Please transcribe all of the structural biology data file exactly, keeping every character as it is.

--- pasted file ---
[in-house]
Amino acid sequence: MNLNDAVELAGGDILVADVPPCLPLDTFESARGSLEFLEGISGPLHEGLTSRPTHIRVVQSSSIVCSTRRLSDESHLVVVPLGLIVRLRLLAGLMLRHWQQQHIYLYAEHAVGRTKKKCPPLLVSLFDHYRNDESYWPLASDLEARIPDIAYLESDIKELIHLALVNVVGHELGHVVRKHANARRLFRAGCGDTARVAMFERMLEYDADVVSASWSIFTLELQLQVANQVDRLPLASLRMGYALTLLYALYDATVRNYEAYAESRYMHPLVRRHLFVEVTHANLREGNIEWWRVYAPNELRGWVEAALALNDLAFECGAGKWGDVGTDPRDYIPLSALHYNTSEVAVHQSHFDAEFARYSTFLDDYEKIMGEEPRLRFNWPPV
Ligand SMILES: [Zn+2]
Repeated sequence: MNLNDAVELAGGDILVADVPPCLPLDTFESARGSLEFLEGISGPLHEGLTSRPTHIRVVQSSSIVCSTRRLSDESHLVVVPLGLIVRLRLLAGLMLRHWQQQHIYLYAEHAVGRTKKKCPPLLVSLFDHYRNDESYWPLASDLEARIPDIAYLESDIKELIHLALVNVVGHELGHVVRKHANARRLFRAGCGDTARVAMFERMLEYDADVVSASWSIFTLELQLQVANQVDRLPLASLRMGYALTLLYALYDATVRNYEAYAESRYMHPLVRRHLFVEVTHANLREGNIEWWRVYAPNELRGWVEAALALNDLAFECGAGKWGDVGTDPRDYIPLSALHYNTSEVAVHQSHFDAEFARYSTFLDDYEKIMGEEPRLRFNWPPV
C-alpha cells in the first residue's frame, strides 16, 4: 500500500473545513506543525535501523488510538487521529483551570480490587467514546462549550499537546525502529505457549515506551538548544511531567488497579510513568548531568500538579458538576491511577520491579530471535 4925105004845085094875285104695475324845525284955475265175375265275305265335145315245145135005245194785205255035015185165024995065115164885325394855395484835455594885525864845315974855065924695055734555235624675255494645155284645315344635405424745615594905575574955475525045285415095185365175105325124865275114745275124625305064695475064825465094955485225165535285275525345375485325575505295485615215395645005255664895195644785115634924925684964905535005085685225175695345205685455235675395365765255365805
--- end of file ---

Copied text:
[in-house]
Amino acid sequence: MNLNDAVELAGGDILVADVPPCLPLDTFESARGSLEFLEGISGPLHEGLTSRPTHIRVVQSSSIVCSTRRLSDESHLVVVPLGLIVRLRLLAGLMLRHWQQQHIYLYAEHAVGRTKKKCPPLLVSLFDHYRNDESYWPLASDLEARIPDIAYLESDIKELIHLALVNVVGHELGHVVRKHANARRLFRAGCGDTARVAMFERMLEYDADVVSASWSIFTLELQLQVANQVDRLPLASLRMGYALTLLYALYDATVRNYEAYAESRYMHPLVRRHLFVEVTHANLREGNIEWWRVYAPNELRGWVEAALALNDLAFECGAGKWGDVGTDPRDYIPLSALHYNTSEVAVHQSHFDAEFARYSTFLDDYEKIMGEEPRLRFNWPPV
Ligand SMILES: [Zn+2]
Repeated sequence: MNLNDAVELAGGDILVADVPPCLPLDTFESARGSLEFLEGISGPLHEGLTSRPTHIRVVQSSSIVCSTRRLSDESHLVVVPLGLIVRLRLLAGLMLRHWQQQHIYLYAEHAVGRTKKKCPPLLVSLFDHYRNDESYWPLASDLEARIPDIAYLESDIKELIHLALVNVVGHELGHVVRKHANARRLFRAGCGDTARVAMFERMLEYDADVVSASWSIFTLELQLQVANQVDRLPLASLRMGYALTLLYALYDATVRNYEAYAESRYMHPLVRRHLFVEVTHANLREGNIEWWRVYAPNELRGWVEAALALNDLAFECGAGKWGDVGTDPRDYIPLSALHYNTSEVAVHQSHFDAEFARYSTFLDDYEKIMGEEPRLRFNWPPV
C-alpha cells in the first residue's frame, strides 16, 4: 500500500473545513506543525535501523488510538487521529483551570480490587467514546462549550499537546525502529505457549515506551538548544511531567488497579510513568548531568500538579458538576491511577520491579530471535 4925105004845085094875285104695475324845525284955475265175375265275305265335145315245145135005245194785205255035015185165024995065115164885325394855395484835455594885525864845315974855065924695055734555235624675255494645155284645315344635405424745615594905575574955475525045285415095185365175105325124865275114745275124625305064695475064825465094955485225165535285275525345375485325575505295485615215395645005255664895195644785115634924925684964905535005085685225175695345205685455235675395365765255365805